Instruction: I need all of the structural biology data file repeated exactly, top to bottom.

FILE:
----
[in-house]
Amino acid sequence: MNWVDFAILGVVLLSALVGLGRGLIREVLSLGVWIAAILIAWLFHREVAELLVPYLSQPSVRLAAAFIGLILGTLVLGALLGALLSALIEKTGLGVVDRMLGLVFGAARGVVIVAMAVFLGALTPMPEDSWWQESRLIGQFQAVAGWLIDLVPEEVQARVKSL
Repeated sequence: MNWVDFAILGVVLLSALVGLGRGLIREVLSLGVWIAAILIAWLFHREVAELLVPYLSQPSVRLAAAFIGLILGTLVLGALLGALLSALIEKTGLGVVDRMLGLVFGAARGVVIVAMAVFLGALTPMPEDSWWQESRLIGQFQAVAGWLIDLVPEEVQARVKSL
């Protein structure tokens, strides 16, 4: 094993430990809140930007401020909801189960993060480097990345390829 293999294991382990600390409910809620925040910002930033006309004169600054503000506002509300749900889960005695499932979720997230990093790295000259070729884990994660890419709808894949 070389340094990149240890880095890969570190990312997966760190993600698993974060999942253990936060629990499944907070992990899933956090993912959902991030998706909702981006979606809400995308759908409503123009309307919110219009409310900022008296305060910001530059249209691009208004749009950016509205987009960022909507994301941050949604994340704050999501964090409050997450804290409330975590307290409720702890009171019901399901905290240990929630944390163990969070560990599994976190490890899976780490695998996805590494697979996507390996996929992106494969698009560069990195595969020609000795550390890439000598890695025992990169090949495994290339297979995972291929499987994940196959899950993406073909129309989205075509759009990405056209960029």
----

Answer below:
[in-house]
Amino acid sequence: MNWVDFAILGVVLLSALVGLGRGLIREVLSLGVWIAAILIAWLFHREVAELLVPYLSQPSVRLAAAFIGLILGTLVLGALLGALLSALIEKTGLGVVDRMLGLVFGAARGVVIVAMAVFLGALTPMPEDSWWQESRLIGQFQAVAGWLIDLVPEEVQARVKSL
Repeated sequence: MNWVDFAILGVVLLSALVGLGRGLIREVLSLGVWIAAILIAWLFHREVAELLVPYLSQPSVRLAAAFIGLILGTLVLGALLGALLSALIEKTGLGVVDRMLGLVFGAARGVVIVAMAVFLGALTPMPEDSWWQESRLIGQFQAVAGWLIDLVPEEVQARVKSL
């Protein structure tokens, strides 16, 4: 094993430990809140930007401020909801189960993060480097990345390829 293999294991382990600390409910809620925040910002930033006309004169600054503000506002509300749900889960005695499932979720997230990093790295000259070729884990994660890419709808894949 070389340094990149240890880095890969570190990312997966760190993600698993974060999942253990936060629990499944907070992990899933956090993912959902991030998706909702981006979606809400995308759908409503123009309307919110219009409310900022008296305060910001530059249209691009208004749009950016509205987009960022909507994301941050949604994340704050999501964090409050997450804290409330975590307290409720702890009171019901399901905290240990929630944390163990969070560990599994976190490890899976780490695998996805590494697979996507390996996929992106494969698009560069990195595969020609000795550390890439000598890695025992990169090949495994290339297979995972291929499987994940196959899950993406073909129309989205075509759009990405056209960029």